What better indicator of the glasnost and perestroika that have been sweeping through his administration than Gov. Rick Scott actually outlasting reporters at today’s post-cabinet press conference?

A day after inviting a few dozen reporters into his office for coffee and doughnuts, Scott answered everyone’s questions and then asked for more. Here’s an handful of points he touched on:

  1. Scott supported the withdrawal of a widely criticized list of proposed inaugurees to the state’s Veterans Hall of Fame. He said yesterday that seeing his name on the original list was a “why-is-this-happening?” moment. So what about the confederate veterans on the list, which have also been a source of controversy? The revised list “needs to represent our state” and its diverse history, he said, including people from a variety of backgrounds who fought in a variety of wars, though he avoided specifics.
  2. Scott said one of his upcoming “workdays” will involve trailing a reporter — he suggested Mary Ellen Klas of The Miami Herald — and writing an unbiased news story.
  3. Scott said Secretary of State Kurt Browning was right to route the federal approval of Florida’s new elections law around the U.S. Justice Department, instead asking a federal court decide whether some controversial provisions of House Bill 1355 comply with the Voting Rights Act, adding that perhaps the state should have taken that route in the first place. So does Scott think the Obama administration may be biased in its evaluation of the law? “I think some people do,” he said.In a statement issued today, Democratic state Rep. Perry Thurston called the maneuver “a venue-shopping stunt that creates unnecessary delay and costs to Florida taxpayers.”
  4. Changes to the state’s unemployment compensation system started taking effect this week. People seeking benefits will have to apply online, and will have to start demonstrating that they are applying for jobs. Scott, who signed the law, reiterated his support for the changes.”We have safety nets for legitimate reasons,” he said, but the new law ensures that people who draw on the state’s unemployment insurance system are holding up their end of the bargain. As for the changes to benefits, which don’t take effect until the beginning of next year, he offered the “job tax” argument: Shortening benefits allows the state’s unemployment compensation trust fund to remain solvent while limiting increasing unemployment insurance levies on employers (which in turn would raise the cost of doing business).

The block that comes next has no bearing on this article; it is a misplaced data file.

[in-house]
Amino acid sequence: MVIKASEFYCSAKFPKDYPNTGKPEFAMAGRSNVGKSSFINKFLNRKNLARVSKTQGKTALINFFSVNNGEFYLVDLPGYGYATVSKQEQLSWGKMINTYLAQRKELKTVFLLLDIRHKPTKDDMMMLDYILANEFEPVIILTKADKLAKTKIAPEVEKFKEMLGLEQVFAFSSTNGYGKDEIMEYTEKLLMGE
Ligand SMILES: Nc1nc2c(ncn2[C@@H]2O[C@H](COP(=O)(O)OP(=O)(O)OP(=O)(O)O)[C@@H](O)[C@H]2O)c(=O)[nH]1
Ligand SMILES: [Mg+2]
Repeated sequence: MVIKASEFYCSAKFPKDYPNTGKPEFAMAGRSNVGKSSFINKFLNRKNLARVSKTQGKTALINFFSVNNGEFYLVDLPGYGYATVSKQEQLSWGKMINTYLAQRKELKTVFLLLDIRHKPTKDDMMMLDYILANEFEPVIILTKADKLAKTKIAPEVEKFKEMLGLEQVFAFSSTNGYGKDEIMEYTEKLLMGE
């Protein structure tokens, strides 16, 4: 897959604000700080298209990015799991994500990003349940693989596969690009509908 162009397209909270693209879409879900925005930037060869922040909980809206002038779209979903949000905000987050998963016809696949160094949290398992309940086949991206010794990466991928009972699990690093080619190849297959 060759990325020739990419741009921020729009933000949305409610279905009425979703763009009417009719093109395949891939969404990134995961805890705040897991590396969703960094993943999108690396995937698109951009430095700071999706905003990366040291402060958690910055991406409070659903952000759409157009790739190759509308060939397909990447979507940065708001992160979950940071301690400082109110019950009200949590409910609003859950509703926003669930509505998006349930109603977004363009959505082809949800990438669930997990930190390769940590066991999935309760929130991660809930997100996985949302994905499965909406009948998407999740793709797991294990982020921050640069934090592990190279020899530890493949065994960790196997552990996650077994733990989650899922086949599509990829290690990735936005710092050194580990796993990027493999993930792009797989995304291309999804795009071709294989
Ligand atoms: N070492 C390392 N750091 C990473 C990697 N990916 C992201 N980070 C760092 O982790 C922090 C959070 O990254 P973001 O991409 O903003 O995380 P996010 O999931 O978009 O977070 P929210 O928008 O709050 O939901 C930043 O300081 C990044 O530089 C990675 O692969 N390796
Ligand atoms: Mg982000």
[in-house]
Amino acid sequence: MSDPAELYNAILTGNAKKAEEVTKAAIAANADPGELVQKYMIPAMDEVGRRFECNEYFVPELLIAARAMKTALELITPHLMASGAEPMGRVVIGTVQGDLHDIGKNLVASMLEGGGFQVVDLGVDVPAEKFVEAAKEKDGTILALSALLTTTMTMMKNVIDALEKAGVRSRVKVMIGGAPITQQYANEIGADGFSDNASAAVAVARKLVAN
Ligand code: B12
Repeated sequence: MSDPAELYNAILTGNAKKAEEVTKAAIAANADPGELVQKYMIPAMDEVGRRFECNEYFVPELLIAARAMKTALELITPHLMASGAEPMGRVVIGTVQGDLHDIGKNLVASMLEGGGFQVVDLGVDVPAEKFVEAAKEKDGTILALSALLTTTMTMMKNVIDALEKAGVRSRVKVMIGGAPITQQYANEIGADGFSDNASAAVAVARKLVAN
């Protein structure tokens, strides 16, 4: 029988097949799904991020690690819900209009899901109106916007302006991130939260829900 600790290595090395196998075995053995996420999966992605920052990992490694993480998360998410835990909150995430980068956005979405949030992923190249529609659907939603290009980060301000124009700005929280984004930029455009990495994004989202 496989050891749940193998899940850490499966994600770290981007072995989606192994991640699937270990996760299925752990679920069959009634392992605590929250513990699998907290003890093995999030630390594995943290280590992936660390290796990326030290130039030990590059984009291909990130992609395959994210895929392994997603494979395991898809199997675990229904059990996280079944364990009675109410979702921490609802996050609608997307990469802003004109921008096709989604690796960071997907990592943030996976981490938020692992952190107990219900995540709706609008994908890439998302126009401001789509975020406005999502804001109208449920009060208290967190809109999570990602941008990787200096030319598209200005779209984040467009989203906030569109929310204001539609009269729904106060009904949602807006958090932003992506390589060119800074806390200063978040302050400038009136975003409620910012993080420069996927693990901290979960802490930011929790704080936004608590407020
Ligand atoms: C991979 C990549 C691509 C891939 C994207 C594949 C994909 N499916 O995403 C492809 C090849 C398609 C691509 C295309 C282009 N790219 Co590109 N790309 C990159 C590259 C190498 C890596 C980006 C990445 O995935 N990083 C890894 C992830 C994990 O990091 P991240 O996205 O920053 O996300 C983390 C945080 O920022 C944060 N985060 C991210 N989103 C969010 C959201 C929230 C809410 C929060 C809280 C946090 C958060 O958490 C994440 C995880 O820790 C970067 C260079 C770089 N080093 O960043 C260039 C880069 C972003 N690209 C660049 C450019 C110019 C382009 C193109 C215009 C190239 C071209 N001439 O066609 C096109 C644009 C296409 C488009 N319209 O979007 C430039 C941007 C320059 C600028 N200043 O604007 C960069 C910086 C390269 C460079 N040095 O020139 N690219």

5. This week, Florida’s Agency for Health Care Administration submitted its request for a waiver to create a statewide Medicaid managed care system (see related documents here). Part of the proposal, which originates from a law Scott signed earlier this year, divides the state into regions and limits the number of managed care groups per region. Some parts of the state, such as the panhandle, could have just two players in their managed care marketplace. Most of the 11 regions would have fewer than five, though Miami-Dade could have as many as 10 (see page 10 of this PDF).Is Scott, who helped transform the hospital industry through the power of competitive pressure, concerned that limiting the number of competitors in each region could reduce pressure to lower costs and improve quality? Scott (who is apparently a voracious reader of books about capitalism) referred his questioner to The Winner’s Curse, whose title describes a situation, common in auctions, in which the winner in a competitive marketplace winds up paying too much. In short, inviting too many players to compete in a region could make the market unattractive to everyone, and wind up undermining the managed care model.
  6. “If you’ve never done something before, you never know the right way of doing it,” Scott said at one point.He was talking about fashion choices, but he was also inadvertently describing his first months holding elected office. He may be transforming his approach, he explained later, but his underlying ideas and values have not changed. “I have a belief about where the state should go,” he said, but “it’s never a straight path” that will take us there.
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